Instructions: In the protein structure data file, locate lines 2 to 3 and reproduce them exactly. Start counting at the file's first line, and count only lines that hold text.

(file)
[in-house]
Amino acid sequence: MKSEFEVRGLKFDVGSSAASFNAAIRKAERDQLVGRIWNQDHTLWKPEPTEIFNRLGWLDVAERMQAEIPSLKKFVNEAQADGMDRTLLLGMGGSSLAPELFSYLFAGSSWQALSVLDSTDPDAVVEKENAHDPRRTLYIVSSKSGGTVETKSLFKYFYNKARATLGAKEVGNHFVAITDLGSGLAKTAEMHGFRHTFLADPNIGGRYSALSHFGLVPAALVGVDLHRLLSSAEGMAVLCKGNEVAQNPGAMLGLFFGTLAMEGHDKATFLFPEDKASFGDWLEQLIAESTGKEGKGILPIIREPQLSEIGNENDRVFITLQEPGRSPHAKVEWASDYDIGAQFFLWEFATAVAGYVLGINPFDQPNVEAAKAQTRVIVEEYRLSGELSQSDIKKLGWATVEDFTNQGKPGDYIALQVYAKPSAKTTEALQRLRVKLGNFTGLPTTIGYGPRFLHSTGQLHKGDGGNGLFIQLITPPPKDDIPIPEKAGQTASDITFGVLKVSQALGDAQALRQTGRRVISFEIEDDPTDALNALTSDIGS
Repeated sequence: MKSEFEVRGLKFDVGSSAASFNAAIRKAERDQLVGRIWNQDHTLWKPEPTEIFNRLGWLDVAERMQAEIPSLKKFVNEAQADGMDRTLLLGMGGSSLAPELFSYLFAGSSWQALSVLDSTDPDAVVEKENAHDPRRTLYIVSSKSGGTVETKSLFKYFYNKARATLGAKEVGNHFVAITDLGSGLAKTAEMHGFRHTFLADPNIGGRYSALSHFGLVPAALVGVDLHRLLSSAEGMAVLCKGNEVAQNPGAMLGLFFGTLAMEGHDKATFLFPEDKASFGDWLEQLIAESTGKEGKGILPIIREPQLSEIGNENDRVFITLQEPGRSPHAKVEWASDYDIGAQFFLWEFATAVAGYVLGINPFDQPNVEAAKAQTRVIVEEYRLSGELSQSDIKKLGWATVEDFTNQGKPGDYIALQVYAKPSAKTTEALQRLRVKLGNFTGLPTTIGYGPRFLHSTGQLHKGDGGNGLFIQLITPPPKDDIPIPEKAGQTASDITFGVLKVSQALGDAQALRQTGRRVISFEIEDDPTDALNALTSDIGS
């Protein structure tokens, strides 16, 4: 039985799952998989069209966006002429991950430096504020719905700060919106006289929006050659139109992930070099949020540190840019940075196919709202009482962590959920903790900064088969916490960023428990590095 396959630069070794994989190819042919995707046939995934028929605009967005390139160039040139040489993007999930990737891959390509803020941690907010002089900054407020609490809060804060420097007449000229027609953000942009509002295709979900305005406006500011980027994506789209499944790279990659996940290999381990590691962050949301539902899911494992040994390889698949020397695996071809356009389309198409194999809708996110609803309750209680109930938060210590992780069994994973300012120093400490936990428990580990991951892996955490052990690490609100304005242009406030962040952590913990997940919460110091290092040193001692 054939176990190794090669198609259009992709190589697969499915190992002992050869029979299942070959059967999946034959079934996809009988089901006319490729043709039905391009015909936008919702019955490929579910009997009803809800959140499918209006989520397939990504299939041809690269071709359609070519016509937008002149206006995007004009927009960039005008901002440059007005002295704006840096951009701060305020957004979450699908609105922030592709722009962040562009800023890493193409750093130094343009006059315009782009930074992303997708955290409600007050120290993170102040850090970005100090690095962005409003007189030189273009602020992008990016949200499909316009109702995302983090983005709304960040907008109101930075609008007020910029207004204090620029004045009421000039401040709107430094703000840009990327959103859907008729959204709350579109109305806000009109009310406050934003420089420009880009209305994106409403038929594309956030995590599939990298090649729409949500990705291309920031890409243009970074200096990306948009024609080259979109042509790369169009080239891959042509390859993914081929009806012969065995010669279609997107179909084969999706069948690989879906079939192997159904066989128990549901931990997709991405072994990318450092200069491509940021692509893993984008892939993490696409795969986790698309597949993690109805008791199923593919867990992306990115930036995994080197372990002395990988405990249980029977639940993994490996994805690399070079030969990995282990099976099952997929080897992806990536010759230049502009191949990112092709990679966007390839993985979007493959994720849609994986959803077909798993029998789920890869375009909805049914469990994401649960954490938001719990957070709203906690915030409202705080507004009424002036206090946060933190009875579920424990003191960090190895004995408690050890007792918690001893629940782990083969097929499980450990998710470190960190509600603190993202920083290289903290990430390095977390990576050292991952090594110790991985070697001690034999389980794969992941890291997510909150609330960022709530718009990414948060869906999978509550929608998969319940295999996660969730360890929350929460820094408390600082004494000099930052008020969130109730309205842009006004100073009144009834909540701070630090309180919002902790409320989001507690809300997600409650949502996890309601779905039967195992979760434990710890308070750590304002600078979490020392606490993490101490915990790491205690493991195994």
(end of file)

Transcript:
Amino acid sequence: MKSEFEVRGLKFDVGSSAASFNAAIRKAERDQLVGRIWNQDHTLWKPEPTEIFNRLGWLDVAERMQAEIPSLKKFVNEAQADGMDRTLLLGMGGSSLAPELFSYLFAGSSWQALSVLDSTDPDAVVEKENAHDPRRTLYIVSSKSGGTVETKSLFKYFYNKARATLGAKEVGNHFVAITDLGSGLAKTAEMHGFRHTFLADPNIGGRYSALSHFGLVPAALVGVDLHRLLSSAEGMAVLCKGNEVAQNPGAMLGLFFGTLAMEGHDKATFLFPEDKASFGDWLEQLIAESTGKEGKGILPIIREPQLSEIGNENDRVFITLQEPGRSPHAKVEWASDYDIGAQFFLWEFATAVAGYVLGINPFDQPNVEAAKAQTRVIVEEYRLSGELSQSDIKKLGWATVEDFTNQGKPGDYIALQVYAKPSAKTTEALQRLRVKLGNFTGLPTTIGYGPRFLHSTGQLHKGDGGNGLFIQLITPPPKDDIPIPEKAGQTASDITFGVLKVSQALGDAQALRQTGRRVISFEIEDDPTDALNALTSDIGS
Repeated sequence: MKSEFEVRGLKFDVGSSAASFNAAIRKAERDQLVGRIWNQDHTLWKPEPTEIFNRLGWLDVAERMQAEIPSLKKFVNEAQADGMDRTLLLGMGGSSLAPELFSYLFAGSSWQALSVLDSTDPDAVVEKENAHDPRRTLYIVSSKSGGTVETKSLFKYFYNKARATLGAKEVGNHFVAITDLGSGLAKTAEMHGFRHTFLADPNIGGRYSALSHFGLVPAALVGVDLHRLLSSAEGMAVLCKGNEVAQNPGAMLGLFFGTLAMEGHDKATFLFPEDKASFGDWLEQLIAESTGKEGKGILPIIREPQLSEIGNENDRVFITLQEPGRSPHAKVEWASDYDIGAQFFLWEFATAVAGYVLGINPFDQPNVEAAKAQTRVIVEEYRLSGELSQSDIKKLGWATVEDFTNQGKPGDYIALQVYAKPSAKTTEALQRLRVKLGNFTGLPTTIGYGPRFLHSTGQLHKGDGGNGLFIQLITPPPKDDIPIPEKAGQTASDITFGVLKVSQALGDAQALRQTGRRVISFEIEDDPTDALNALTSDIGS